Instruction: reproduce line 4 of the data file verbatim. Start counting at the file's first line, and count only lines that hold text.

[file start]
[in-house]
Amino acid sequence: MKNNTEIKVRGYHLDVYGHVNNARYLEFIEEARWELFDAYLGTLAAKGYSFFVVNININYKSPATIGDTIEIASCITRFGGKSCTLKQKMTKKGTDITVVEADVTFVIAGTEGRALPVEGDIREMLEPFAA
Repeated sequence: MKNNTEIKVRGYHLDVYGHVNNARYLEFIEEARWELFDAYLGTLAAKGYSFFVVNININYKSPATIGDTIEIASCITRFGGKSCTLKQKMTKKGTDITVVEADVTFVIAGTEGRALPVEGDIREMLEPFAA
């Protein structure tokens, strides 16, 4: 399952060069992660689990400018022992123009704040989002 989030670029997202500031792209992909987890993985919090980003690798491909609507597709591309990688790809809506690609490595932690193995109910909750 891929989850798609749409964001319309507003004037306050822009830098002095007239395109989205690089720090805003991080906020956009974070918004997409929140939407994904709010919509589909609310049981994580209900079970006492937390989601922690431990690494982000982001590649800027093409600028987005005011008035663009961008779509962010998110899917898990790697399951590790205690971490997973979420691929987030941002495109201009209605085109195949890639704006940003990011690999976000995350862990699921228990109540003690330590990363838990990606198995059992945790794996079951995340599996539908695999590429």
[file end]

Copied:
């Protein structure tokens, strides 16, 4: 399952060069992660689990400018022992123009704040989002 989030670029997202500031792209992909987890993985919090980003690798491909609507597709591309990688790809809506690609490595932690193995109910909750 891929989850798609749409964001319309507003004037306050822009830098002095007239395109989205690089720090805003991080906020956009974070918004997409929140939407994904709010919509589909609310049981994580209900079970006492937390989601922690431990690494982000982001590649800027093409600028987005005011008035663009961008779509962010998110899917898990790697399951590790205690971490997973979420691929987030941002495109201009209605085109195949890639704006940003990011690999976000995350862990699921228990109540003690330590990363838990990606198995059992945790794996079951995340599996539908695999590429």